“When the American people no longer believe that this is a place where only their willingness to work hard and to act with honor and integrity and ingenuity determines their success in life, then we’ll have a bunch of people sitting on a couch waiting for their next government check.”
Christie made the comments at a day-long tax policy conference in New York.
On Wednesday, former San Francisco Mayor Willie Brown took the opposite position.
“That’s just rhetoric geared up for the fall election,” he said, taking the opportunity to defend the Affordable Care Act.
“First and foremost, Obamacare is an absolute necessity. Almost every president since, I guess Roosevelt, has tried to do something about health care,” Brown said, adding that President Obama instituted “exactly what Romney had done in Massachusetts.”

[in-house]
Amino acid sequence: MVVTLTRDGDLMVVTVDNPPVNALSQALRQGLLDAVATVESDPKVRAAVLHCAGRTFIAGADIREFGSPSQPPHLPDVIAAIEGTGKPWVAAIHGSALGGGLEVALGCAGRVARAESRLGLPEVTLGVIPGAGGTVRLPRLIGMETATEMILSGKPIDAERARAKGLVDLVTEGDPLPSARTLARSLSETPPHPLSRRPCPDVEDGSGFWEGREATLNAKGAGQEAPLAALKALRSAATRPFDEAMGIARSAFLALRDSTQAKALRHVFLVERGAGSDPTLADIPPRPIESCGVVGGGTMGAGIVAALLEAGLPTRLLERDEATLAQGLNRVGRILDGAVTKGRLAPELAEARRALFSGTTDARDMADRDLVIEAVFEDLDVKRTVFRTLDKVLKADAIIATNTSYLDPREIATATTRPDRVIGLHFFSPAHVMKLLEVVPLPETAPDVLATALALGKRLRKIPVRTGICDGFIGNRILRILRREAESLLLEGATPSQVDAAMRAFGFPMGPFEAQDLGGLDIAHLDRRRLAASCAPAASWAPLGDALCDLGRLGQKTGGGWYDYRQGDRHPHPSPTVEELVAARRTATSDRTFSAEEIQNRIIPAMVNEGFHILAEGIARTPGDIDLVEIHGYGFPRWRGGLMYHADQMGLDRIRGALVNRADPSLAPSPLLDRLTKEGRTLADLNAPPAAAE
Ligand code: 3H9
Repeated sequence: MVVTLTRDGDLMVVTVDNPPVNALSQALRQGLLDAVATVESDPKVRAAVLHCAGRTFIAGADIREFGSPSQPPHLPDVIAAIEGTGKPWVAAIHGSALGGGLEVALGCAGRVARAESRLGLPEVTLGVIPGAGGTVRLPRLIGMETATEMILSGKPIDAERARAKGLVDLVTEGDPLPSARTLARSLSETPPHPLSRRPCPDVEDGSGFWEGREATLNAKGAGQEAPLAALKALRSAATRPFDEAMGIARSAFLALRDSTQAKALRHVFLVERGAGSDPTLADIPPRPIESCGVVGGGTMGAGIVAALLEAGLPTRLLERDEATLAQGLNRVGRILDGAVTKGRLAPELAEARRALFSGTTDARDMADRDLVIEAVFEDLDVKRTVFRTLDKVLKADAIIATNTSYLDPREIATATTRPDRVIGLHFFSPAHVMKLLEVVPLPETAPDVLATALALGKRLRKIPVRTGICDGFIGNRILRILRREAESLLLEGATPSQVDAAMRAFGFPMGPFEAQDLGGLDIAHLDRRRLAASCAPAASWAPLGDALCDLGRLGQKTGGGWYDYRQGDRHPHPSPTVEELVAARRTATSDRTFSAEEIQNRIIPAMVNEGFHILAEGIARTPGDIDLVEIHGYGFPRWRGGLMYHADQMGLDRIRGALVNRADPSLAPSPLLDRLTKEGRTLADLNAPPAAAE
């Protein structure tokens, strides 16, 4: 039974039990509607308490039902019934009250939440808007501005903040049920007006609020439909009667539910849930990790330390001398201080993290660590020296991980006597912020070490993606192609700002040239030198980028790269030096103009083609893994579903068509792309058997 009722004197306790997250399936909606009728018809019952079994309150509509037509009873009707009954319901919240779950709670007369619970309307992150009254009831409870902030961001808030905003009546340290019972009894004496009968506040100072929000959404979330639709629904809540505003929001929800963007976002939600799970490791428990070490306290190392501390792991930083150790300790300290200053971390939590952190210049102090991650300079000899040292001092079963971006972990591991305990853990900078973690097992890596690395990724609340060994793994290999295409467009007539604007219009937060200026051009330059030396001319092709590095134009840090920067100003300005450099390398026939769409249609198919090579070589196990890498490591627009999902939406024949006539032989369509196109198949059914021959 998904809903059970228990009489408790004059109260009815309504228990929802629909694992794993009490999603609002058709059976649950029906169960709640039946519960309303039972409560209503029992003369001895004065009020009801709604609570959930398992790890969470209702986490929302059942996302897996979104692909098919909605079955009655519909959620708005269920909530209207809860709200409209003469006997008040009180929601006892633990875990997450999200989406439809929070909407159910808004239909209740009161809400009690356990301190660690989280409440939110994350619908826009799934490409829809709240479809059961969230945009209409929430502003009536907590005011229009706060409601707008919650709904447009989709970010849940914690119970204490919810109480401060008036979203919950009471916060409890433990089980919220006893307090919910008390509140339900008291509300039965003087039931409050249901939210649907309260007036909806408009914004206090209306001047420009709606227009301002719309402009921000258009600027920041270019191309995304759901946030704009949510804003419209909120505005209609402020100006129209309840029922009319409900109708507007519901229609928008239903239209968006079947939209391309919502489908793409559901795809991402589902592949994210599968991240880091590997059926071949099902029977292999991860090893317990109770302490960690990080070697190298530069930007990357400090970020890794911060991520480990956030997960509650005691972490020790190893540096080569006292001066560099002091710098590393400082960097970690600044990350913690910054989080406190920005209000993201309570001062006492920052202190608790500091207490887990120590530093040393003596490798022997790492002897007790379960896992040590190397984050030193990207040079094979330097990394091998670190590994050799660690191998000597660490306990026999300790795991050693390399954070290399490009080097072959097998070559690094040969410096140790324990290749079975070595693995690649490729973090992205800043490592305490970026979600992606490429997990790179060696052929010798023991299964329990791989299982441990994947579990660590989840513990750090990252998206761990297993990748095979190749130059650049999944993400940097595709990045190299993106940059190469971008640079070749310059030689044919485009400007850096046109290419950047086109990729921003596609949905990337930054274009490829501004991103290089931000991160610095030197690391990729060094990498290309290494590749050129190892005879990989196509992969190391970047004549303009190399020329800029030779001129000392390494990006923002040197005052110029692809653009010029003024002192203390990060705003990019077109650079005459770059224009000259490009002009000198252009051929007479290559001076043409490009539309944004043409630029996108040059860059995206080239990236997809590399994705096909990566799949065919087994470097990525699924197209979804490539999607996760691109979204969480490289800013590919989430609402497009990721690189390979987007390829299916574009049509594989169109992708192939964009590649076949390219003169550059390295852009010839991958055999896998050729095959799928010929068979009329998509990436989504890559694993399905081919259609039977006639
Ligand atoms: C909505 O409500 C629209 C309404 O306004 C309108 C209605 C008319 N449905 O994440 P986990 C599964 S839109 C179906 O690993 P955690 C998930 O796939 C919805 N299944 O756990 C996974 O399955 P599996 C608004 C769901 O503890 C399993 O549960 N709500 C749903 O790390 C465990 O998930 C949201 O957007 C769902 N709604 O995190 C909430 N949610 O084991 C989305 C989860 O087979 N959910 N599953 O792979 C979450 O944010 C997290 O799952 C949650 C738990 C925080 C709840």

Brown also touched upon the ‘Buffett Rule,’ which would ensure people making more than $100 million a year paid a tax rate similar to what middle class families paid.
“Finally, Warren Buffett is correct,” he said. “There is no way in the world somebody who makes as much money as he makes should be paying less taxes than his secretary.”
The average tax rate paid by the top 0.1 percent declined from more than 50 percent in 1960 to below 30 percent by 2010, according to a White House chart.
Cain responded with his proposed solution: “Throw out the tax code and put in 9-9-9.”
The plan, which the Godfather’s Pizza CEO floated during his failed bid for the Republican presidential nomination, involved instituting a 9 percent income tax, a 9 percent business transactions tax and a new 9 percent federal sales tax.
Under the tax scheme, Cain said, Buffett would be taxed more fairly.
“He would be paying $200 million just based on what Berkshire Hathaway did last year,” he said. “That’s how you fix the ‘Buffett Rule.’”